Archive for the ‘Journalism practices’ Category

OK, it’s safe to let this secret out: I don’t drink beer. At all. But that didn’t stop me from writing this case study on Ballast Point’s package redesign for this San Diego craft beer and spirits producer.

That’s because as a reporter and writer I don’t let anything get in the way of getting the article done and done well. Ballast Point products aren’t sold in Missouri yet, but no worries. A few extra telephone calls and photographs and I learned exactly what the package design looked like.

It’s not what I know or don’t know, drink or don’t drink. It’s my drive to learn everything I can about any subject I’m assigned that makes me love my job, and I think that passion for getting it right no matter what shows in this case study for Package Design magazine.

Take a look and see what you think.

Rebranding Brews Sales — Ballast Point craft brewery got a fresh look — and improved sales. Read about how MiresBall made this craft beer and spirit producer stand out in the crowded market.

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As a freelance writer, I love unusual assignments, like the one I received from Sarah Redohl of the Columbia Business Times. She wanted me to find the origins of the rock and stone so visible in Columbia’s buildings.

Seemed simple. How hard can it be to find a hole in the ground that produced enough rock for much of the University of Missouri’s White Campus as well as many fine homes along the older parts of Columbia?

So much for simple. Until 1971, Missouri quarries were barely regulated. People could open one — and close one — without much left in the way of documentation. Old maps didn’t help much. Old documents simply referred to the quarry south of town. How south? Where was town when that 1906 document referred to south of town? As the town grew, so did south of town, of course.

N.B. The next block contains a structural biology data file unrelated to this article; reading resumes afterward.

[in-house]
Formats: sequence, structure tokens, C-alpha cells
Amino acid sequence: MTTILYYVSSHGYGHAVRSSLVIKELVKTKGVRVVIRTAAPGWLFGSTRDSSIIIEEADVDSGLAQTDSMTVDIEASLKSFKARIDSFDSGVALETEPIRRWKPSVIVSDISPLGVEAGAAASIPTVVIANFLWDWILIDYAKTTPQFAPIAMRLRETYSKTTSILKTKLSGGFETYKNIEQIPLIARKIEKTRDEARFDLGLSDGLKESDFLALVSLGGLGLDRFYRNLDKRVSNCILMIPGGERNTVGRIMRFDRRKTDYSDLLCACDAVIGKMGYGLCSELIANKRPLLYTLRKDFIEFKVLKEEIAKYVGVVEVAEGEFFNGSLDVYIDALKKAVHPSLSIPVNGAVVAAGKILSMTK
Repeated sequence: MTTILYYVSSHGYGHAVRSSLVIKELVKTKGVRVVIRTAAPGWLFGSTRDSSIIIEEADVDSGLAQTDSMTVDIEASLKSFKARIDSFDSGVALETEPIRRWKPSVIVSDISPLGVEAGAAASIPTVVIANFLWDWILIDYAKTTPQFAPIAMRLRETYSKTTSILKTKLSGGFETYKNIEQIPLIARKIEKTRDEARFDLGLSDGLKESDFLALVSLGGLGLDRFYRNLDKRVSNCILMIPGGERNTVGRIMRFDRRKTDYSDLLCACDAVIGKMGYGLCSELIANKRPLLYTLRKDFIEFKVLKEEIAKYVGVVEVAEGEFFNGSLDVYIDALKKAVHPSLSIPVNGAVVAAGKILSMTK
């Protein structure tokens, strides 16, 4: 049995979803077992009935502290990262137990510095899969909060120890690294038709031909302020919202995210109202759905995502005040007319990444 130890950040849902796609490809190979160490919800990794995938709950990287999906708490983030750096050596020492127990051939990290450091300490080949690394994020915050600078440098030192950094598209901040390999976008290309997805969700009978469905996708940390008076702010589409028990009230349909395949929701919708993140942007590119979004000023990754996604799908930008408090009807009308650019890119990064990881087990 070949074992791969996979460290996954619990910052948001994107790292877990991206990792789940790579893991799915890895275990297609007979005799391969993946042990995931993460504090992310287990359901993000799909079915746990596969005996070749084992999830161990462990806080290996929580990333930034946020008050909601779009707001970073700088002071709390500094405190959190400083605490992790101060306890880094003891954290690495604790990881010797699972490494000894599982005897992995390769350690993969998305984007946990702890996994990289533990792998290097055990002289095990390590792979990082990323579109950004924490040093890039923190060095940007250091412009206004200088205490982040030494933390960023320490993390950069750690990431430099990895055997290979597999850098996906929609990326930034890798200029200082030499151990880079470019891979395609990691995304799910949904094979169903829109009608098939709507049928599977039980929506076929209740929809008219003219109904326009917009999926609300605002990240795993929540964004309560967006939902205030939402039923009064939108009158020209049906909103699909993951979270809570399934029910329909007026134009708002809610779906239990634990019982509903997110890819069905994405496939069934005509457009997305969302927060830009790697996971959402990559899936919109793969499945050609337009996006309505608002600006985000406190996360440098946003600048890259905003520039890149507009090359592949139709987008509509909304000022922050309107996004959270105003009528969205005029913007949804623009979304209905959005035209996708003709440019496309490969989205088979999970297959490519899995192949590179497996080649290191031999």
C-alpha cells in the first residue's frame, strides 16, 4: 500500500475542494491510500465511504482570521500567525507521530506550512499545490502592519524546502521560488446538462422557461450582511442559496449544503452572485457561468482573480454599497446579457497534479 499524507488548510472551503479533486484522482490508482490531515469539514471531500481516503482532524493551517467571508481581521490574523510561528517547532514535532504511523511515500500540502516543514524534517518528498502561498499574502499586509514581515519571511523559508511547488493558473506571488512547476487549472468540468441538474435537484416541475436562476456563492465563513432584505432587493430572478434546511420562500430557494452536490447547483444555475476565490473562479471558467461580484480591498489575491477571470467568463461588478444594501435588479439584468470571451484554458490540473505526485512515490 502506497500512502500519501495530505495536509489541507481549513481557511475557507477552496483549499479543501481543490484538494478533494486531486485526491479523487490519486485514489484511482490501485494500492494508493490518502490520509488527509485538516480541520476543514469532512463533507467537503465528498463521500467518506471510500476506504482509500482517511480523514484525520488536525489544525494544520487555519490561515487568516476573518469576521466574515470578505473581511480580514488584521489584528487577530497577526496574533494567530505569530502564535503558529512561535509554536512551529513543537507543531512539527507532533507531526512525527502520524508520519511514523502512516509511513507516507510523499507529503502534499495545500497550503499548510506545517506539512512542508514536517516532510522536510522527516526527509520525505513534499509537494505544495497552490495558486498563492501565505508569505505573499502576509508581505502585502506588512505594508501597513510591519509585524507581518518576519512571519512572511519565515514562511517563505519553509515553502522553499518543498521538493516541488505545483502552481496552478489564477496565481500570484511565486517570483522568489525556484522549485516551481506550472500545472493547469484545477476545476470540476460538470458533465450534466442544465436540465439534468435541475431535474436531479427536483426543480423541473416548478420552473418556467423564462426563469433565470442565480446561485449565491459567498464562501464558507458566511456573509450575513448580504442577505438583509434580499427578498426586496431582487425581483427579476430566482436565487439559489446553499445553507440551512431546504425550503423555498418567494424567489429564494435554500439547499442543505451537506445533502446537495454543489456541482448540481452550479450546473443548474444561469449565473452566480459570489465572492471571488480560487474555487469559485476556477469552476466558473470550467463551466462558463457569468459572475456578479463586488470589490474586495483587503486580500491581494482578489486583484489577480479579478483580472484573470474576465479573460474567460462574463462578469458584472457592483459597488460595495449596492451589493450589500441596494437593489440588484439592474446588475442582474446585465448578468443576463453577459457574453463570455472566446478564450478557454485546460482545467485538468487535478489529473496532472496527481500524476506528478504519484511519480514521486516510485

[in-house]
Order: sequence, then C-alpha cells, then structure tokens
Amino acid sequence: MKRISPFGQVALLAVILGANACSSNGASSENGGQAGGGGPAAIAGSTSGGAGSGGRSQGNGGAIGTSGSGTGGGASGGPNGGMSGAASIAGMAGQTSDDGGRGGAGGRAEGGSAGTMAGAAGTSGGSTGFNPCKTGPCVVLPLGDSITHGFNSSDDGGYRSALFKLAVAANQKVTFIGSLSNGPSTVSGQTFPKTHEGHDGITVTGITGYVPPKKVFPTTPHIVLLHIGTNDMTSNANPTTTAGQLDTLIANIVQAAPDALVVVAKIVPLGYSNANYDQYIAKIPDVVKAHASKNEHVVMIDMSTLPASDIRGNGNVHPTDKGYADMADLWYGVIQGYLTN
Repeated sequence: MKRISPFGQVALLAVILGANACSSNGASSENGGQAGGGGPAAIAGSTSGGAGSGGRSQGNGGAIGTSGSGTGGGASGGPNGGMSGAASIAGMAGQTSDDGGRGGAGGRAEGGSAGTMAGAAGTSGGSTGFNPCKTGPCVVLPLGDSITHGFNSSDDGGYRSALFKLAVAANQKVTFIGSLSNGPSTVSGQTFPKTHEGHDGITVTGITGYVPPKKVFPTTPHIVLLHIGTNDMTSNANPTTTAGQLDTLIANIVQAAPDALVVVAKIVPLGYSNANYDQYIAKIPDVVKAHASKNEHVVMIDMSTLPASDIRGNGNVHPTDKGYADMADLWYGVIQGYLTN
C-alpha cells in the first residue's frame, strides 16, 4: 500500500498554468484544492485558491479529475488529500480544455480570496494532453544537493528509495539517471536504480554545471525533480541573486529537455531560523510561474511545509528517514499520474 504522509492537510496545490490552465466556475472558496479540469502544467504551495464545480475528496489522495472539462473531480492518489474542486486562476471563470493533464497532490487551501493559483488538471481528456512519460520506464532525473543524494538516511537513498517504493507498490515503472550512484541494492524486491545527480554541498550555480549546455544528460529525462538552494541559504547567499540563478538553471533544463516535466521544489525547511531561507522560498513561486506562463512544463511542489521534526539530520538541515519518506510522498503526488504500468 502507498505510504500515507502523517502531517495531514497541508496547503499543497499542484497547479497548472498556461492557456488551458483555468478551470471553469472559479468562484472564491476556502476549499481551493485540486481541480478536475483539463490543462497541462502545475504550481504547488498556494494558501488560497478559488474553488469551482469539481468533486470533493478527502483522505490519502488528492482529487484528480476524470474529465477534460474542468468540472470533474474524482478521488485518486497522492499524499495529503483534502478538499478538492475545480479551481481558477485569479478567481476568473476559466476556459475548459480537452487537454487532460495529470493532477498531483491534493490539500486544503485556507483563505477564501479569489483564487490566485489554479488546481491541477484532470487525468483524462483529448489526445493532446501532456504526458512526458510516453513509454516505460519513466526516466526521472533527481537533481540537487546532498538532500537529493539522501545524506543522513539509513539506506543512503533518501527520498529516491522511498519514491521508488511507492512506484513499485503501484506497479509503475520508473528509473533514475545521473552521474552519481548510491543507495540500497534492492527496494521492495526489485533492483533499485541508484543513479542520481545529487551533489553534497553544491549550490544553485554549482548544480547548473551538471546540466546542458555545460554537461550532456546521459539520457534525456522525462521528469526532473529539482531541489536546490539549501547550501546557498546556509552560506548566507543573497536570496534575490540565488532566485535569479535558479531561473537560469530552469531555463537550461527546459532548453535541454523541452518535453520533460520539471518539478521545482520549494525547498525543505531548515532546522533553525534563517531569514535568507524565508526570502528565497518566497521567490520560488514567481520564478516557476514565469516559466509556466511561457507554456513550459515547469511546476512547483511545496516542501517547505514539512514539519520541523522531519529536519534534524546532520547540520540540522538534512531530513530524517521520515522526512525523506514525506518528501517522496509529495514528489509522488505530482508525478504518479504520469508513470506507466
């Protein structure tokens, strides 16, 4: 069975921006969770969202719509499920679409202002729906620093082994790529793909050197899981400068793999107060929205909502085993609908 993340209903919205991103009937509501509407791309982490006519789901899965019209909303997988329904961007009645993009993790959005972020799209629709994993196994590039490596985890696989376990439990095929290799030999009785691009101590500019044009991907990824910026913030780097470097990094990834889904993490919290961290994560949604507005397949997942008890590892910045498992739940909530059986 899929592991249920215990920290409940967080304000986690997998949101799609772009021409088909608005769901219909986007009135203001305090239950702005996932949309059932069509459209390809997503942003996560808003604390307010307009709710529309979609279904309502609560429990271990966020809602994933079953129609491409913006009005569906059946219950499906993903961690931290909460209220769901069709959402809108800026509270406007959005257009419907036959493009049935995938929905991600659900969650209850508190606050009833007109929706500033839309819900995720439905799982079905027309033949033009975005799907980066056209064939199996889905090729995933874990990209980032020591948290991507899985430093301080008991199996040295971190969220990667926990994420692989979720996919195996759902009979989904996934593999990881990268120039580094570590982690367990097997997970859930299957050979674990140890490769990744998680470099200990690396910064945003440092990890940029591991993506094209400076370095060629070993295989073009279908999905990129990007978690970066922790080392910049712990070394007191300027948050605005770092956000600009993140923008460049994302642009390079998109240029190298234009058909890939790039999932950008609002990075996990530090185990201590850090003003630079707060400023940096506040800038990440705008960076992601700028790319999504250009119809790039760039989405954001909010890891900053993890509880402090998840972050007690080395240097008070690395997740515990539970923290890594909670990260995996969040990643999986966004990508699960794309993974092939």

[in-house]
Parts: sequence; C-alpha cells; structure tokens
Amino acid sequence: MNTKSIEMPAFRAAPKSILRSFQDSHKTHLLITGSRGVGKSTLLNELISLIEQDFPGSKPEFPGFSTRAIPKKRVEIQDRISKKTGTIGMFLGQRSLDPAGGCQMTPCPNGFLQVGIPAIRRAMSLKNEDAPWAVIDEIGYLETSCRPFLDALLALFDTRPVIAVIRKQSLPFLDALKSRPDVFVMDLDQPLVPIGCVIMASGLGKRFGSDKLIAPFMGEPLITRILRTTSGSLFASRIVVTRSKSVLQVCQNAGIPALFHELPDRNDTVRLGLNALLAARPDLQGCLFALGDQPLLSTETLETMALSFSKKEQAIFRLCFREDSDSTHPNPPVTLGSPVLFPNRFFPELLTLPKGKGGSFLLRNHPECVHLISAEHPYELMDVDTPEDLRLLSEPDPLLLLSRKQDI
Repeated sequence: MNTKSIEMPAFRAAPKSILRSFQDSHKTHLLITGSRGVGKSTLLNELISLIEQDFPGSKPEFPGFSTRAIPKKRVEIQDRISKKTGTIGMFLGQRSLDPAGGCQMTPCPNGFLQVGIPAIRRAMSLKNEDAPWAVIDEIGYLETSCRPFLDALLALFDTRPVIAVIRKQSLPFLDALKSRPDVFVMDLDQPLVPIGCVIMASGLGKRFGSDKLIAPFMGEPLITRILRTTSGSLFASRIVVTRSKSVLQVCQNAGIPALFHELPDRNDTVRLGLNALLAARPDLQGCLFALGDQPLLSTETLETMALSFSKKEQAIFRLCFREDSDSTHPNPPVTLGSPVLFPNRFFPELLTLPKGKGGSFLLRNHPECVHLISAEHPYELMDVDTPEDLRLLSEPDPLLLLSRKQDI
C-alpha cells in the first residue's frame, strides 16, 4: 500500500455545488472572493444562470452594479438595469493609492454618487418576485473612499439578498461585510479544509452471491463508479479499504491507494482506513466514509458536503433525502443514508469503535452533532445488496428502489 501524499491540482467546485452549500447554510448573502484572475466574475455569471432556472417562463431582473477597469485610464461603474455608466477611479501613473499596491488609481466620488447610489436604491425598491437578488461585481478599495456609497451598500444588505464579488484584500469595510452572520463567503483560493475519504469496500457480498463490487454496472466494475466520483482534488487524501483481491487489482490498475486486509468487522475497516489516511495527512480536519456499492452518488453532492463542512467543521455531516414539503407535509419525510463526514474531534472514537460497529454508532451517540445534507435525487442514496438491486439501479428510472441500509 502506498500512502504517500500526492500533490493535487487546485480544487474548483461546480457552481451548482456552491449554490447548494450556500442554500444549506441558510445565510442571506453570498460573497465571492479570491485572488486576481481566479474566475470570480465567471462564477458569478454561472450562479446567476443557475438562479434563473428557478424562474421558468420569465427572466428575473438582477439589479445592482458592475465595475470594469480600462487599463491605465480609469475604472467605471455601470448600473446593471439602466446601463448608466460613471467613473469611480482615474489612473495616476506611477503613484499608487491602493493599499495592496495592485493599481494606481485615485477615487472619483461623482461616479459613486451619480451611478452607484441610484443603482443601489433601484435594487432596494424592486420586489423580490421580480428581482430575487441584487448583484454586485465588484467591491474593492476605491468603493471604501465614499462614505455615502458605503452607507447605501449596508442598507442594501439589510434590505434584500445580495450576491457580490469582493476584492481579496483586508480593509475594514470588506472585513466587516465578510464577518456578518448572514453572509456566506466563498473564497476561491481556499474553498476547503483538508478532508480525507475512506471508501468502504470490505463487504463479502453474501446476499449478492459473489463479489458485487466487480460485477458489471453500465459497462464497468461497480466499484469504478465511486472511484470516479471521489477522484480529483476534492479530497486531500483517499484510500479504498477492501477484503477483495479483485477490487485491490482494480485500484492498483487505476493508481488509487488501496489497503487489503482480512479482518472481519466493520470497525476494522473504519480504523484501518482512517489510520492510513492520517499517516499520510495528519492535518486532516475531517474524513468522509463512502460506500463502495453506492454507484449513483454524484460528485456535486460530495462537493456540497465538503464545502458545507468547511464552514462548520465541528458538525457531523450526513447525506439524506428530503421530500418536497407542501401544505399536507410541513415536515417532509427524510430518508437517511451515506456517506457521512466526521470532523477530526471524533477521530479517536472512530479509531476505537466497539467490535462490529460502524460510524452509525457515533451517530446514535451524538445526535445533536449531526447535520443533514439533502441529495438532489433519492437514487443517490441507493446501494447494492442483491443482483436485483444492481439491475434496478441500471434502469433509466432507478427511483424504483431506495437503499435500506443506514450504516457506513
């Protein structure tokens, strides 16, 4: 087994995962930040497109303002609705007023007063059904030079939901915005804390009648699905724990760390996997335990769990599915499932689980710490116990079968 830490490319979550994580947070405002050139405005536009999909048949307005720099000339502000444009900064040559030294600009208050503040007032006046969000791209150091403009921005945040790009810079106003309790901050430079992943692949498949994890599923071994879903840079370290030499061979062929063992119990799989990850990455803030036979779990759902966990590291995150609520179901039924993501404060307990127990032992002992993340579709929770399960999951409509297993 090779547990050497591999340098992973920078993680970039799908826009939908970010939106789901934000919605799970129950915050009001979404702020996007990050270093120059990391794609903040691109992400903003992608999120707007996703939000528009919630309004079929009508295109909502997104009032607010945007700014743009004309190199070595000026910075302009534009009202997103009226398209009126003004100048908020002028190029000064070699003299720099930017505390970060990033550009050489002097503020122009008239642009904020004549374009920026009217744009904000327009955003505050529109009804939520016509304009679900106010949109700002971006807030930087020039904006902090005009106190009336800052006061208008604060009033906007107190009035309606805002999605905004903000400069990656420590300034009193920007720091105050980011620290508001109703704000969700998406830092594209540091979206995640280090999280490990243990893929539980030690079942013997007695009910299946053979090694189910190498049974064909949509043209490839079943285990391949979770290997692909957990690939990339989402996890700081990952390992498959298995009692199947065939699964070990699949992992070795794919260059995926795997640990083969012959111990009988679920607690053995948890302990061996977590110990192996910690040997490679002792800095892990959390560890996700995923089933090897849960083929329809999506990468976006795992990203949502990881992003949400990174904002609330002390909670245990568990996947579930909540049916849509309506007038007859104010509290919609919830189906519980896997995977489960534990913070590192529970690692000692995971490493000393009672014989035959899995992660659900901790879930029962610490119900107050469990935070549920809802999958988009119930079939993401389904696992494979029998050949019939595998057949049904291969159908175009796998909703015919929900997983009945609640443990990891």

But shoe leather and research helped me find tales and documentation on past quarries and nearly forgotten industries, including Columbia’s brickworks. We used to have eight of them, the most recent one closed in 1984. I talked the remaining owner of that firm, Liz Kennedy, who was kind enough to show me the brick samples she kept in her backyard. She told me her family’s company furnished the brick for much of the MU campus, many for buildings now fated to be demolished and replaced. Soon that legacy of local brick could be lost as well.

Except for this article and this reporting.

The Rock that Built Us –Doug Mertens of Mid-Missouri Limestone fights the image of quarries as dirty, dangerous places. Instead, he says they’re essential to life as we know it today, supplying not just building materials, but the necessities for infrastructure from streets to sewer drainage. At one time, Columbia, Missouri boasted 30 quarries and eight brickworks. Today, many of those quarries are forgotten, built on or around. Today, one is part of a local park, another is the behind a university building. The history of Boone County’s quarries translates into the stone and brick buildings that still stand today.

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As a freelance writer, I never let anything keep me from completing an assignment — not even a 10 1/2-hour time difference for one source or an unreliable internet connection for another source.

For this piece, I interviewed one person via email, because her training schedule in Pune, India, kept her from making our appointments to talk via Skype. I interviewed a source in Rwanda via Skype text messages because her internet wasn’t fast enough to touch base by Skype.

No matter. I got the story — and my client the International Center at the University of Missouri got the news they wanted for their website.

Read the piece below:

Study abroad paves the way for post-graduation opportunities — The way to Dubai, a master’s degree and a position as news director at Rwanda’s first private television station started with study-abroad programs for these three University of Missouri graduates.